EVERY now and then, Wickham Freight Lines national logistics director Graham Keogh takes the opportunity to drive one of his trucks somewhere to get the feel of what his drivers face daily.
This time, he took a load of fresh meat down the New England Highway from Warwick to Sydney, dropping it off at the customer's place in Wetherill Park before re-loading at Singleton and heading home to Warwick.
"I am pleased to report that I noticed a vast improvement in the manner trucks are being driven generally," he said of his trip.
"All that I encountered appeared to be driven safely, particularly through the built-up areas."
Not only that, but Graham was also impressed with the way the highway patrolmen made themselves "visible and obvious" to the public.
"It's quite noticeable to someone like me who isn't on the road as often these days, that it is making a difference - and that's a good thing."
Graham relayed his comments to New South Wales Police Force Traffic and Highway Patrol Command Chief Inspector Phillip Brooks, who in turn shared them with Big Rigs.
"Graham rang me directly and relayed his thoughts on the positive nature of how the roads are being shared, which was great to hear," Chief Inspector Brooks said.
"Graham's comments certainly highlight what we see on the roads.
"We are always keen to partner with operators, to ensure that they get the message on what the risks are on our roads."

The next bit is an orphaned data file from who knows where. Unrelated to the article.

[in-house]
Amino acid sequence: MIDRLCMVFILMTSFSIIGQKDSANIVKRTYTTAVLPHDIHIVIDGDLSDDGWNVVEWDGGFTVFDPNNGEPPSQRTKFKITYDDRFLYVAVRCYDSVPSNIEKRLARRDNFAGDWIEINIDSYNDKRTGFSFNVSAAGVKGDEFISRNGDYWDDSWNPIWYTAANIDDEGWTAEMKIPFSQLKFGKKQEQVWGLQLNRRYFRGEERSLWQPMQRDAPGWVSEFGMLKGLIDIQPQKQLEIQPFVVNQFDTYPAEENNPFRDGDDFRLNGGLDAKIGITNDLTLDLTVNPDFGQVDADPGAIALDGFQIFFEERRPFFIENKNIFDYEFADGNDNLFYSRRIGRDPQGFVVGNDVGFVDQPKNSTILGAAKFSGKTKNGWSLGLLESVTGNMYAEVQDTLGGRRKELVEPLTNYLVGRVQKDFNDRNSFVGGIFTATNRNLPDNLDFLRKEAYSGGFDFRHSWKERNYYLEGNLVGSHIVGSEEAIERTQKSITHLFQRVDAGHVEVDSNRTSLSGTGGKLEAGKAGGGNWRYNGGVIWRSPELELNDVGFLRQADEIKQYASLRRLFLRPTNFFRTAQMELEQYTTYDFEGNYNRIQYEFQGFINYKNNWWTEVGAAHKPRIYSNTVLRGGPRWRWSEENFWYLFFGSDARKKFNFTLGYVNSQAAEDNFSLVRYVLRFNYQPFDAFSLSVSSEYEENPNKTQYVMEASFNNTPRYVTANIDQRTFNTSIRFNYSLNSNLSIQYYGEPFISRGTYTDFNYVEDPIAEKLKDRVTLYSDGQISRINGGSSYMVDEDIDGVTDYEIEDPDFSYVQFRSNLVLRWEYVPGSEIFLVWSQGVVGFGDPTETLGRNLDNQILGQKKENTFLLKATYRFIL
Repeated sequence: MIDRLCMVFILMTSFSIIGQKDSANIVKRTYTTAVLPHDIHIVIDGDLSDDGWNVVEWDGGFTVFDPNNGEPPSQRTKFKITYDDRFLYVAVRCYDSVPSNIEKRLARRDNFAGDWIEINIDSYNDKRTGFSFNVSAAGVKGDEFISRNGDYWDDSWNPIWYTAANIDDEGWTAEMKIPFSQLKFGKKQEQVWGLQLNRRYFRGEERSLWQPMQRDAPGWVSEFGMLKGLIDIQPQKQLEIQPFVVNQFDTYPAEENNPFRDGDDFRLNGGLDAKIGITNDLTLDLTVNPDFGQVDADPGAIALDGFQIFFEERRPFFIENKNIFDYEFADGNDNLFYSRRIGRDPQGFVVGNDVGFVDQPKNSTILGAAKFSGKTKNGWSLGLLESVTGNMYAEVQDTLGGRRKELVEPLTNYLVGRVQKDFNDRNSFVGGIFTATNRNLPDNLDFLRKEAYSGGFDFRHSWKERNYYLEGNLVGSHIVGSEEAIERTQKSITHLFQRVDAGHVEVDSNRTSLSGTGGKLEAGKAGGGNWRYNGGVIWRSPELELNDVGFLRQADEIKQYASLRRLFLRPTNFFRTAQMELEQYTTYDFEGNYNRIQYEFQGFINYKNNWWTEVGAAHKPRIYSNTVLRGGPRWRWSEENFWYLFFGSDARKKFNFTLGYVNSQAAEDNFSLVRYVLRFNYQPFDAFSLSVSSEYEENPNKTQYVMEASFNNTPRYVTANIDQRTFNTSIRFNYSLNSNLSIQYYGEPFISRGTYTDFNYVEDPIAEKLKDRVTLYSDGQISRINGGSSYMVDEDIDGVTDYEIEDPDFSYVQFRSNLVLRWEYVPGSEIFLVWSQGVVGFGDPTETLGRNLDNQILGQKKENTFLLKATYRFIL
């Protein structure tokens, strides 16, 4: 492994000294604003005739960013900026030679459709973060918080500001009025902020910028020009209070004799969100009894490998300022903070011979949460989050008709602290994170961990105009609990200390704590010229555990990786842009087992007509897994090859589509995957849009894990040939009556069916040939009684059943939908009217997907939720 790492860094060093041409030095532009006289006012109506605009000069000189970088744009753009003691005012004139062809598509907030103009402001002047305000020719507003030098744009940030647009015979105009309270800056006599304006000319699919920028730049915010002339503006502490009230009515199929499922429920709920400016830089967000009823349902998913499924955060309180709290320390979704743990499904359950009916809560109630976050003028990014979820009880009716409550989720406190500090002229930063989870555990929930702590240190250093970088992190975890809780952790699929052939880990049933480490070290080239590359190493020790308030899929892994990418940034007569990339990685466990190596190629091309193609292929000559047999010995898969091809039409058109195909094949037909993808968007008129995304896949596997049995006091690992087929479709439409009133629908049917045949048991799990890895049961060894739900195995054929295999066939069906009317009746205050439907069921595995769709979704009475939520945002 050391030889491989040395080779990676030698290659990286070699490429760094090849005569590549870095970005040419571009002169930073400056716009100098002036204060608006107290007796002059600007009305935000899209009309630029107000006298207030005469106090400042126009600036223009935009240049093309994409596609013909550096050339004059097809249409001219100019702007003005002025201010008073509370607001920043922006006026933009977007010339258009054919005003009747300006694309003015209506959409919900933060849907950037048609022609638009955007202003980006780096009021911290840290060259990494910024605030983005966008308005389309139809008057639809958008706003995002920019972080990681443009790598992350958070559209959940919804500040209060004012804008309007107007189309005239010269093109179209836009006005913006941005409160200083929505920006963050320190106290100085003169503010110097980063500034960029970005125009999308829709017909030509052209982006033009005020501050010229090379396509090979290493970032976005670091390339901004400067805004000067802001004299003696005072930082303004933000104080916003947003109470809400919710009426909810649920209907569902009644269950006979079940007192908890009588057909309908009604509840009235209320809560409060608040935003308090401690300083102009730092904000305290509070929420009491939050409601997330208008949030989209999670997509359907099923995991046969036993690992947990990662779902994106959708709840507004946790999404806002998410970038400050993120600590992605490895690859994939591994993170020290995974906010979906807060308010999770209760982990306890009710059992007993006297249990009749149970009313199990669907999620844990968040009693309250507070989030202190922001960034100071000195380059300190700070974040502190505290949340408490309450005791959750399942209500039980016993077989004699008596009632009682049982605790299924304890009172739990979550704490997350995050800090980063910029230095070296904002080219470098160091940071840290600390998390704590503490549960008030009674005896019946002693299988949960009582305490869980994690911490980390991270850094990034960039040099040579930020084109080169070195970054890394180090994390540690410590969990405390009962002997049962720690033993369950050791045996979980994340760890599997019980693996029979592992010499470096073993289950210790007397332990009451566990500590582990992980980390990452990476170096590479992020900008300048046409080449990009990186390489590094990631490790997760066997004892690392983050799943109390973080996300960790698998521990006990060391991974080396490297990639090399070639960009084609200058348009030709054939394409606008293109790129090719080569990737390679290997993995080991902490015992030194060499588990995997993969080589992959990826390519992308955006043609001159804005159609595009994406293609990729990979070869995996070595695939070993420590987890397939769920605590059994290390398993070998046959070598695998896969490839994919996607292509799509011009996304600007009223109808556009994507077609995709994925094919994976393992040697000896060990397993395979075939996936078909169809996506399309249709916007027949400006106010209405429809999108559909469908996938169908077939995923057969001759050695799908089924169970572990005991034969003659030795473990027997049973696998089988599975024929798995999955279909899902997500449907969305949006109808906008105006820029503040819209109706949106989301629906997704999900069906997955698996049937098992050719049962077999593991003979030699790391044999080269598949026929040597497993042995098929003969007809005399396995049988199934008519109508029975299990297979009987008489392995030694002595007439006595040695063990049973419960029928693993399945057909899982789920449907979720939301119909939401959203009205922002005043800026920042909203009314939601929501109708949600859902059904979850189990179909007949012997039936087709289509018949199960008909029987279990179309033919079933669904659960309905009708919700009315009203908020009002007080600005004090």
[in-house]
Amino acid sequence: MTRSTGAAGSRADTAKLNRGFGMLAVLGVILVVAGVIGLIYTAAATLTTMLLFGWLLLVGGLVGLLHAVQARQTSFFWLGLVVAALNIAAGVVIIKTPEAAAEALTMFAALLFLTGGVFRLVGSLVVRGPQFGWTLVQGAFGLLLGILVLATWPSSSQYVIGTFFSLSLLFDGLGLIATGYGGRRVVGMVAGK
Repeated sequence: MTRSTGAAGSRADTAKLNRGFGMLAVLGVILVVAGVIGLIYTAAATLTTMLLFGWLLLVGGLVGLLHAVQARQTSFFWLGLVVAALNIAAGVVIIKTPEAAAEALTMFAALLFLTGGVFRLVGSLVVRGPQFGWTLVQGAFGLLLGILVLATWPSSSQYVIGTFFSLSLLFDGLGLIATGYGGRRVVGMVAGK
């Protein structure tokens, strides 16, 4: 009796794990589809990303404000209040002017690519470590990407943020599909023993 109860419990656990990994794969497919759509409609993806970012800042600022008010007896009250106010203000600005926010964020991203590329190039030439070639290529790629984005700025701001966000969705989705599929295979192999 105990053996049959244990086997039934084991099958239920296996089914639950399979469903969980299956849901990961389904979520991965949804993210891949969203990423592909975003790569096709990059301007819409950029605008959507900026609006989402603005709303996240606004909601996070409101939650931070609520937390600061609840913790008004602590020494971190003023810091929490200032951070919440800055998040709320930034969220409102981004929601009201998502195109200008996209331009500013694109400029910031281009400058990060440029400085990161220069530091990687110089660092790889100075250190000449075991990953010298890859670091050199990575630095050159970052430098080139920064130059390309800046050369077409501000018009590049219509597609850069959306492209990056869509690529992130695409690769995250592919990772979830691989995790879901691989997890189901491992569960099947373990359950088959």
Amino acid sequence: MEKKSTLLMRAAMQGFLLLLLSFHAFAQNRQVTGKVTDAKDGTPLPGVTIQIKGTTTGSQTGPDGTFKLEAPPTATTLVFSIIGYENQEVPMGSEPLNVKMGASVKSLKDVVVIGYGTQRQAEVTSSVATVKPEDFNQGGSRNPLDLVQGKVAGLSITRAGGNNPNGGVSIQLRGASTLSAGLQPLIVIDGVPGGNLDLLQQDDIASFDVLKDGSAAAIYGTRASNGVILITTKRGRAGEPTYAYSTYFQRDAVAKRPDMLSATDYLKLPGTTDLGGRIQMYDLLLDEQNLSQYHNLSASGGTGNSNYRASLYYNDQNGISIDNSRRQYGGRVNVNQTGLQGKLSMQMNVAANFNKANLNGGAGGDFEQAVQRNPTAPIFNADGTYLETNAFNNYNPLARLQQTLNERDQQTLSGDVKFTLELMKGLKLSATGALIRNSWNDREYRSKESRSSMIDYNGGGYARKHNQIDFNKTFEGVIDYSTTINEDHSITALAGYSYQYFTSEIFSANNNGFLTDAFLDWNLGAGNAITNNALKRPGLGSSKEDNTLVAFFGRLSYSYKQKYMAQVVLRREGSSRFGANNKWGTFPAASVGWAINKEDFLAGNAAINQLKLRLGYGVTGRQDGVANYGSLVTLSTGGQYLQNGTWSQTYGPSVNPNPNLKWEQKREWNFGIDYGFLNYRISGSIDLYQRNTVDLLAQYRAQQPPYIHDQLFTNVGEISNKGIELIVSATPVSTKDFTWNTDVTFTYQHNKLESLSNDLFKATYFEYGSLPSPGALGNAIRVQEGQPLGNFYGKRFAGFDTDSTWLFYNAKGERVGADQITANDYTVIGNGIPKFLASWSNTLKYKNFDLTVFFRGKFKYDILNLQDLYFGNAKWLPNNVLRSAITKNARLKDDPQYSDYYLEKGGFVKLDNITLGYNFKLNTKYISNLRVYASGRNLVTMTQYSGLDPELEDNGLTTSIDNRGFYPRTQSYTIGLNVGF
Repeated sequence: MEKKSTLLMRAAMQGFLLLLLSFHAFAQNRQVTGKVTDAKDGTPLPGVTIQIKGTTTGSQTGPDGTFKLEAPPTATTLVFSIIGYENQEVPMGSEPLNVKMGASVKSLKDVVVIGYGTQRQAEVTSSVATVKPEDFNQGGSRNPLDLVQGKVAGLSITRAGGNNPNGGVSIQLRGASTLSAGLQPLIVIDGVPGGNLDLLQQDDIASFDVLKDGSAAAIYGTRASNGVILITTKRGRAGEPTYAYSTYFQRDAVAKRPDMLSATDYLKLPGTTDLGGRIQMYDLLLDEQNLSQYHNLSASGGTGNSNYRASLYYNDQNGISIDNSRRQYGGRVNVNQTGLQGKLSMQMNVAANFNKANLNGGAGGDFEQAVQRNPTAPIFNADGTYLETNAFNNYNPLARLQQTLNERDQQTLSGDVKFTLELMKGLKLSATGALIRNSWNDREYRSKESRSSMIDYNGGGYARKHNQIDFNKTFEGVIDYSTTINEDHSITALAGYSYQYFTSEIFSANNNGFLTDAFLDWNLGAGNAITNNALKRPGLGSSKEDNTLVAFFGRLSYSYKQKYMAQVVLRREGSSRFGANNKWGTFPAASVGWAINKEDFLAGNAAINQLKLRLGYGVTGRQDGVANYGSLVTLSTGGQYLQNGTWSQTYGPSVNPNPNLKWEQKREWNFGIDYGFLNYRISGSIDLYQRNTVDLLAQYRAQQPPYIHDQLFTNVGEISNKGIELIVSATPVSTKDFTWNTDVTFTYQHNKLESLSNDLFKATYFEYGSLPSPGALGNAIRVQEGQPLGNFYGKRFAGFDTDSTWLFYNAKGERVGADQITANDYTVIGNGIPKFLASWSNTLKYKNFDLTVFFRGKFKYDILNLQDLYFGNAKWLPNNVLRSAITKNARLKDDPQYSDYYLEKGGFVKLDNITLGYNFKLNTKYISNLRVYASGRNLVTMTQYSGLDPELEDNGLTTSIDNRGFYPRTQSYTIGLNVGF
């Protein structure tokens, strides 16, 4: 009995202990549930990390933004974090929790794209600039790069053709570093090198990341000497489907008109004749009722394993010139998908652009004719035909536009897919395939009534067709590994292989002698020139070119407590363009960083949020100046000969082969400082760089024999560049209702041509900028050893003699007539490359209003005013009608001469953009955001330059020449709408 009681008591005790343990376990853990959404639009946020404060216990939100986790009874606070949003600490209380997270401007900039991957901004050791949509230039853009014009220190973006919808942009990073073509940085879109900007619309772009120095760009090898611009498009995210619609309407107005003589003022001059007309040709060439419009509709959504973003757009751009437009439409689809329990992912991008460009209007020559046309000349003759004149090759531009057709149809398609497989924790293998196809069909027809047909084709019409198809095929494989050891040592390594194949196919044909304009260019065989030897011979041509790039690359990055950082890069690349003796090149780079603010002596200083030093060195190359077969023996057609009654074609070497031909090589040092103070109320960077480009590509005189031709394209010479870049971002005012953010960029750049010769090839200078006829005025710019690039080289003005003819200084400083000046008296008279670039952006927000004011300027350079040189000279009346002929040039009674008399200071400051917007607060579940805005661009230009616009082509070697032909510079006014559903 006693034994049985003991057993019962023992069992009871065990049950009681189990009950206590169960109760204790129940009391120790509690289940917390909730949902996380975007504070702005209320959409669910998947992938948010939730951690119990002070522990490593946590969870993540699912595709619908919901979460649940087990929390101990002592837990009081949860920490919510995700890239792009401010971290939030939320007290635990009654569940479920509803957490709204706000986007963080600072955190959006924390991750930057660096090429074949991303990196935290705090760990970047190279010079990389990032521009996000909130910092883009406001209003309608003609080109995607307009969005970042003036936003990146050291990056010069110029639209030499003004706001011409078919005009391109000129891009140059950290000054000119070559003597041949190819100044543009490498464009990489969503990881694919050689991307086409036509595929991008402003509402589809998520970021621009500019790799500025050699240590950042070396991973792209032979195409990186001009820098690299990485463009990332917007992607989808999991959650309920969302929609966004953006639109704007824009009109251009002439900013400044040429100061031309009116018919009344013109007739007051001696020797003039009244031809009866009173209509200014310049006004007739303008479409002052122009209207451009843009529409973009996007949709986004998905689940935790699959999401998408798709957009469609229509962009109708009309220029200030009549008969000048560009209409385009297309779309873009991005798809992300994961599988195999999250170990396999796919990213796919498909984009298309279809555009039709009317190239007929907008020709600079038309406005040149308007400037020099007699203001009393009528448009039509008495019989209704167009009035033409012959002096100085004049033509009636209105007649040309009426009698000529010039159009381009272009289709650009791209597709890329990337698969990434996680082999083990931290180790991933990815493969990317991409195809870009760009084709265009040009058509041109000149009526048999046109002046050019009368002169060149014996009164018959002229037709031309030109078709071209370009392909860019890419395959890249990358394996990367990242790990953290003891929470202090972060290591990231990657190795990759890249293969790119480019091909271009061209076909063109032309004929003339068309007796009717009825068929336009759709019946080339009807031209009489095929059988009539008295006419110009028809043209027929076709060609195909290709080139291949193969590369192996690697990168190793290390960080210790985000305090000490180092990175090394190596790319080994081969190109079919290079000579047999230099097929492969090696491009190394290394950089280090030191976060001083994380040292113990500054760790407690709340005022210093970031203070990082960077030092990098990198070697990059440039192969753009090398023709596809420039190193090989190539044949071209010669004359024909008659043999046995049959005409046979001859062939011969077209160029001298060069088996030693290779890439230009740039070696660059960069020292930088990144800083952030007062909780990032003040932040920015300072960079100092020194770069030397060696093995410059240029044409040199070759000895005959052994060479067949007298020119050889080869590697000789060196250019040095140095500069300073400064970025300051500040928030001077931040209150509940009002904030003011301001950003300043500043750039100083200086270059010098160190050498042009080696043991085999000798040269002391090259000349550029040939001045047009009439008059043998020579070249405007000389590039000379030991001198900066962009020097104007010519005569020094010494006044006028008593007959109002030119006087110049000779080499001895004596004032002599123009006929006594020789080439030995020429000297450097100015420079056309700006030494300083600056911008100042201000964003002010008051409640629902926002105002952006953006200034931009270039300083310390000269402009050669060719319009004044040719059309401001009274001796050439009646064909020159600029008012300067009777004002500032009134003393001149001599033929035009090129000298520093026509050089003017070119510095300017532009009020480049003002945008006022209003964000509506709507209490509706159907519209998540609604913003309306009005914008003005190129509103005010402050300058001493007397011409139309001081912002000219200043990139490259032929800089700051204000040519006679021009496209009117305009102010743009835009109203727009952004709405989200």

Chief Inspector Brooks said the Coffee with a Cop program certainly gave police a great opportunity to engage directly with drivers and talk through what the challenges are.
"We can only learn from those that are on the roads, every day of the week, in terms of safety and compliance," he said.
"With the support of Ben Maguire of the Australian Trucking Association and Vanda Power of BP Australia, we have delivered events at Marulan, Eastern Creek and more recently BP Parkes, chatting over a coffee, in the hope that with the support of the industry, we can drive change."
ATA chief executive officer Ben Maguire said truck drivers have "told us time and time again how beneficial these events are" and how important it was for road users and police officers to understand each other.
"Sometimes road users have misconceptions about police and vice-versa, so it's a great opportunity for each to share their side of the story," he said.
"It's also a perfect chance for the ATA to hear from drivers and understand their on-road concerns first hand.
"It's important for road users and police officers to understand each other.
"Events like Coffee with a Cop are a great chance for police officers to meet with our truck drivers and recognise the contribution they make on our roads.
"It's a great chance for road users to share their side of the story with police and vice-versa."